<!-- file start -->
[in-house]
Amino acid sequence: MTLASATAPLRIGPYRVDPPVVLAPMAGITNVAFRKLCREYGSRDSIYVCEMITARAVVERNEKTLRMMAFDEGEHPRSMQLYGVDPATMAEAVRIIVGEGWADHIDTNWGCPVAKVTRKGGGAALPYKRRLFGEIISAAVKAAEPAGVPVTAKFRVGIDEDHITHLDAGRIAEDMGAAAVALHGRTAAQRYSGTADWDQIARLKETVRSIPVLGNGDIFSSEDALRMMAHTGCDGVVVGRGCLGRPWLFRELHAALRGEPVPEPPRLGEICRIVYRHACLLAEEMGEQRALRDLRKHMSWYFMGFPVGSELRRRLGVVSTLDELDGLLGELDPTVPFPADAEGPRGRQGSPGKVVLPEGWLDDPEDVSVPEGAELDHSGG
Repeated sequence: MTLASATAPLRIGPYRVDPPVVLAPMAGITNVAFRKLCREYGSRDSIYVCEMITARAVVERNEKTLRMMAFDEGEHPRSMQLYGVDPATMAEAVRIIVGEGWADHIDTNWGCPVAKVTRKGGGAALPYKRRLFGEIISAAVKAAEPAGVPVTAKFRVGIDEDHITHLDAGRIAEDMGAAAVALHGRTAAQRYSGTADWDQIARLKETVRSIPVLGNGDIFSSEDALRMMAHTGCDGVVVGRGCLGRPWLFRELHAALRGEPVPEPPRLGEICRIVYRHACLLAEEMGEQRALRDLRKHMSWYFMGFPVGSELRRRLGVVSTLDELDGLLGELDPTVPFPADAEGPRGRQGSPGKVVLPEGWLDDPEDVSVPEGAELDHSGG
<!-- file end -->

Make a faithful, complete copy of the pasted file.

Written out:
[in-house]
Amino acid sequence: MTLASATAPLRIGPYRVDPPVVLAPMAGITNVAFRKLCREYGSRDSIYVCEMITARAVVERNEKTLRMMAFDEGEHPRSMQLYGVDPATMAEAVRIIVGEGWADHIDTNWGCPVAKVTRKGGGAALPYKRRLFGEIISAAVKAAEPAGVPVTAKFRVGIDEDHITHLDAGRIAEDMGAAAVALHGRTAAQRYSGTADWDQIARLKETVRSIPVLGNGDIFSSEDALRMMAHTGCDGVVVGRGCLGRPWLFRELHAALRGEPVPEPPRLGEICRIVYRHACLLAEEMGEQRALRDLRKHMSWYFMGFPVGSELRRRLGVVSTLDELDGLLGELDPTVPFPADAEGPRGRQGSPGKVVLPEGWLDDPEDVSVPEGAELDHSGG
Repeated sequence: MTLASATAPLRIGPYRVDPPVVLAPMAGITNVAFRKLCREYGSRDSIYVCEMITARAVVERNEKTLRMMAFDEGEHPRSMQLYGVDPATMAEAVRIIVGEGWADHIDTNWGCPVAKVTRKGGGAALPYKRRLFGEIISAAVKAAEPAGVPVTAKFRVGIDEDHITHLDAGRIAEDMGAAAVALHGRTAAQRYSGTADWDQIARLKETVRSIPVLGNGDIFSSEDALRMMAHTGCDGVVVGRGCLGRPWLFRELHAALRGEPVPEPPRLGEICRIVYRHACLLAEEMGEQRALRDLRKHMSWYFMGFPVGSELRRRLGVVSTLDELDGLLGELDPTVPFPADAEGPRGRQGSPGKVVLPEGWLDDPEDVSVPEGAELDHSGG